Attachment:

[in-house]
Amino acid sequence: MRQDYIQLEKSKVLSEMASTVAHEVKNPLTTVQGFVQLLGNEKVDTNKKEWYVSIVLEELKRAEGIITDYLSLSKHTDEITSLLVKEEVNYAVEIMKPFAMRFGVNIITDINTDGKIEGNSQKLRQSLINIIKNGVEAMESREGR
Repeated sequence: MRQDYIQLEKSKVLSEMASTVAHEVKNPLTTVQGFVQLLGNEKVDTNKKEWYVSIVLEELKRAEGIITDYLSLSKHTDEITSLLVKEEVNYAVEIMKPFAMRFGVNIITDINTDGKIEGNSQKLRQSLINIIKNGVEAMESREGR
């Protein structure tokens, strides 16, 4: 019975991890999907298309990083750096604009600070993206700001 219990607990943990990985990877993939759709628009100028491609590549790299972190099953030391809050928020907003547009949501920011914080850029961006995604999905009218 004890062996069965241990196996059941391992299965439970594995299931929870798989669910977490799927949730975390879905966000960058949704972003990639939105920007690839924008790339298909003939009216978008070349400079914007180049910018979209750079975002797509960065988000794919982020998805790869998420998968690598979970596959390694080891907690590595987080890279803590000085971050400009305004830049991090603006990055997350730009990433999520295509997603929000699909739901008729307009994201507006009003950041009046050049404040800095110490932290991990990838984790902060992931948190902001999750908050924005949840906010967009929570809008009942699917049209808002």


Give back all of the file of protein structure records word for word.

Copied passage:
[in-house]
Amino acid sequence: MRQDYIQLEKSKVLSEMASTVAHEVKNPLTTVQGFVQLLGNEKVDTNKKEWYVSIVLEELKRAEGIITDYLSLSKHTDEITSLLVKEEVNYAVEIMKPFAMRFGVNIITDINTDGKIEGNSQKLRQSLINIIKNGVEAMESREGR
Repeated sequence: MRQDYIQLEKSKVLSEMASTVAHEVKNPLTTVQGFVQLLGNEKVDTNKKEWYVSIVLEELKRAEGIITDYLSLSKHTDEITSLLVKEEVNYAVEIMKPFAMRFGVNIITDINTDGKIEGNSQKLRQSLINIIKNGVEAMESREGR
């Protein structure tokens, strides 16, 4: 019975991890999907298309990083750096604009600070993206700001 219990607990943990990985990877993939759709628009100028491609590549790299972190099953030391809050928020907003547009949501920011914080850029961006995604999905009218 004890062996069965241990196996059941391992299965439970594995299931929870798989669910977490799927949730975390879905966000960058949704972003990639939105920007690839924008790339298909003939009216978008070349400079914007180049910018979209750079975002797509960065988000794919982020998805790869998420998968690598979970596959390694080891907690590595987080890279803590000085971050400009305004830049991090603006990055997350730009990433999520295509997603929000699909739901008729307009994201507006009003950041009046050049404040800095110490932290991990990838984790902060992931948190902001999750908050924005949840906010967009929570809008009942699917049209808002």